Tag Archives: Digital info

10 Web Resources To Help Teach About Primary Sources

See on Scoop.itTeaching through Libraries

Wondering how to get your students to use and analyze primary sources instead of their beloved Wikipedia? Here are some great resources for primary sources.

Carey Leahy‘s insight:

American examples in focus – there are Australian ones to identify too.

See on www.edudemic.com

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Filed under Digital Literacy, Digital Tools, Learning, Resources

Resourcing the Australian Curriculum: Building Digital Collections – a review

See on Scoop.itTeaching through Libraries

“Many are questioning the need for libraries to have digital collections, as access to information appears ubiquitous. With the answer to every question seemingly a ‘Google’ away, it is a common misconception that libraries and library staff are no longer needed. .  .  .

The provision of digital as well as physical collections provides not only what users need and demand, but also provides and supports equity of access.”

Carey Leahy‘s insight:

Thanks Bris Catholic Ed and ResourceLink Crew!

See on resourcelinkbce.wordpress.com

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Filed under Digital Tools, Learning, Library/Librarians, Literature, Resources, School experience

Designing Research Assignments

See on Scoop.itTeaching through Libraries

Designing assignments to develop information literacy skills via #Drew http://t.co/LGb562TIRi

Carey Leahy‘s insight:

The essential steps inthe research process with the ‘digital citizenship’ factor added in too. Then suggestions for assignment styles that could support the development of the IL skills.

See on users.drew.edu

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Filed under Digital Citizenship, Digital Literacy, Digital Tools, Learning, Technology Web2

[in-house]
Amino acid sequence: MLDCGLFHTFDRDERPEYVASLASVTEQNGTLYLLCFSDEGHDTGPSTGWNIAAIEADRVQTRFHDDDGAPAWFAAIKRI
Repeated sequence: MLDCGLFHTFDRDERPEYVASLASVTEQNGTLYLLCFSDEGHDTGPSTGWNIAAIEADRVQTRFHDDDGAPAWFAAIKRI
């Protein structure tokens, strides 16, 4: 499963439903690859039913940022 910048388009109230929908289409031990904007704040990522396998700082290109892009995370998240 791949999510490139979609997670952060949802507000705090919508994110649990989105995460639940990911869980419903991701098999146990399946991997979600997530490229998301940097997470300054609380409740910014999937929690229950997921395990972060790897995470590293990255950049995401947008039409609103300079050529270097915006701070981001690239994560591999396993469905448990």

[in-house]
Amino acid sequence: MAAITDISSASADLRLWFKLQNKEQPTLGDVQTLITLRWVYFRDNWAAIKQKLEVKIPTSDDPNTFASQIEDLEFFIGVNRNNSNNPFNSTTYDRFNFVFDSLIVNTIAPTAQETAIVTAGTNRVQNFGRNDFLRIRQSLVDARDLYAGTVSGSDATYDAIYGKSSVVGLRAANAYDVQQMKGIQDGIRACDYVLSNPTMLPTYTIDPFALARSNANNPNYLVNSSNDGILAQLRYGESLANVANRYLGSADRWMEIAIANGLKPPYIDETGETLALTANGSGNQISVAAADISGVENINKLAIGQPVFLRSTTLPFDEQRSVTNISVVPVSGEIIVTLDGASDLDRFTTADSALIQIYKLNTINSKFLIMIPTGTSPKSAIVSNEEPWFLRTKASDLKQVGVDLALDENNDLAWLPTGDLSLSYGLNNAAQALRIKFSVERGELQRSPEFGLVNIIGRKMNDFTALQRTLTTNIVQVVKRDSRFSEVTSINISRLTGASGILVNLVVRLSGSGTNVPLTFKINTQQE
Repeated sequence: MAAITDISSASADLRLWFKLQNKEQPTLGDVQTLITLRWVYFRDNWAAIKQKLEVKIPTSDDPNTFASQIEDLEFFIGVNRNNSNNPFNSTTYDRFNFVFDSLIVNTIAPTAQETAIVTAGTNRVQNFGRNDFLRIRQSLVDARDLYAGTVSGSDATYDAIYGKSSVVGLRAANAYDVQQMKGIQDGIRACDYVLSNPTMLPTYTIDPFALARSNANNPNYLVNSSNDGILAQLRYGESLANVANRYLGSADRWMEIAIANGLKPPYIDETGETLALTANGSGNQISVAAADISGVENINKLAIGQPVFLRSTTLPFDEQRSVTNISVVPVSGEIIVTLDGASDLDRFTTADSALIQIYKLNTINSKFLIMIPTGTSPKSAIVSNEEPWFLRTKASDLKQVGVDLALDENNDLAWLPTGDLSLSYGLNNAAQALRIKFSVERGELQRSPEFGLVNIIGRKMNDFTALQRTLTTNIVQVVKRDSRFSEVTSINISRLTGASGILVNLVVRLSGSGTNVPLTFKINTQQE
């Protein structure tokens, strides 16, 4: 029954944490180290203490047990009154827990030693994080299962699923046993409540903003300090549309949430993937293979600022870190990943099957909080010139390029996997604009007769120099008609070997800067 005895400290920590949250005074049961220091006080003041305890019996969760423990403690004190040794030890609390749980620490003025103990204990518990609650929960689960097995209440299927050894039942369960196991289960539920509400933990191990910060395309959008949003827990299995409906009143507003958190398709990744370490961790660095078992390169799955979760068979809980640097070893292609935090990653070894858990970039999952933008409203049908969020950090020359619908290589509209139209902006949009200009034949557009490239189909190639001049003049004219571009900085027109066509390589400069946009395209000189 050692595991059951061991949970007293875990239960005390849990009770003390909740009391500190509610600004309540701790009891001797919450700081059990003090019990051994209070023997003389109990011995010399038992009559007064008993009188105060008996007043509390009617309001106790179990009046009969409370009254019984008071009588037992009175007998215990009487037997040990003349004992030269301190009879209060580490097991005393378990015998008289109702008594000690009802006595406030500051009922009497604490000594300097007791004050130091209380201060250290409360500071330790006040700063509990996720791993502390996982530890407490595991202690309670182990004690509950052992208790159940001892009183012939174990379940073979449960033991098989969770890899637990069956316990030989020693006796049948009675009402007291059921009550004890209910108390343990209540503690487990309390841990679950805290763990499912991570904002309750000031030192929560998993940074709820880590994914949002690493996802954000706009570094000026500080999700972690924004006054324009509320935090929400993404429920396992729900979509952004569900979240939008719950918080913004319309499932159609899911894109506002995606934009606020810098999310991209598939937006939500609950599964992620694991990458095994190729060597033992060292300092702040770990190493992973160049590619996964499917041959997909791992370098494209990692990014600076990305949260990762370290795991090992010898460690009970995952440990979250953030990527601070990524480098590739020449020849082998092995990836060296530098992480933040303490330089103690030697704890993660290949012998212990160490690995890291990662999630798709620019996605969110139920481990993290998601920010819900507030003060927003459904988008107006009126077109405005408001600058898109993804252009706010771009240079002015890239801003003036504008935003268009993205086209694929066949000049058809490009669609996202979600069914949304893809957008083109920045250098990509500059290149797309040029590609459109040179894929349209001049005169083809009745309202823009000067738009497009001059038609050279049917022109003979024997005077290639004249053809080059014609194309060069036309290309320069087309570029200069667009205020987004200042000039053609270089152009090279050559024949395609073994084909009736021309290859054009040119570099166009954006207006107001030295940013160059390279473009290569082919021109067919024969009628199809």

If You Use the Web, You Are a ‘Curator’

See on Scoop.itTeaching through Libraries

A curator ingests, analyzes and contextualizes web content. Whether you like it or not, you’ve curated and will continue to do so as long as you’re online.

Carey Leahy‘s insight:

I hold to Stephanie’s views – well said!

See on mashable.com

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Filed under Digital Literacy, Digital Tools, Learning, Library/Librarians, Resources, Social Media, Social networking

Are you buying steam?

Are you buying steam?.

In the July 2013 edition of Wired magazine, Jonathan Zittrain (Harvard Law Professor and author of The Future of the Internet) warns of the danger of censorship now we are moving to the cloud. Zittrain is worried about the possibilities of ‘censoring, erasing, altering or restricting access to books’, and argues that digital texts are ‘increasingly coming under the control of distributors and other gatekeepers rather than readers or libraries.’

An interesting article that may effect us quite unknowingly.

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Filed under Digital Citizenship, Digital Literacy, Digital Tools, Library/Librarians, Resources

Learning 2.0 – Steve Wheeler’s thoughts

We’ve shaped the development and changes in technology – and these new technologies are now shaping the way we learn.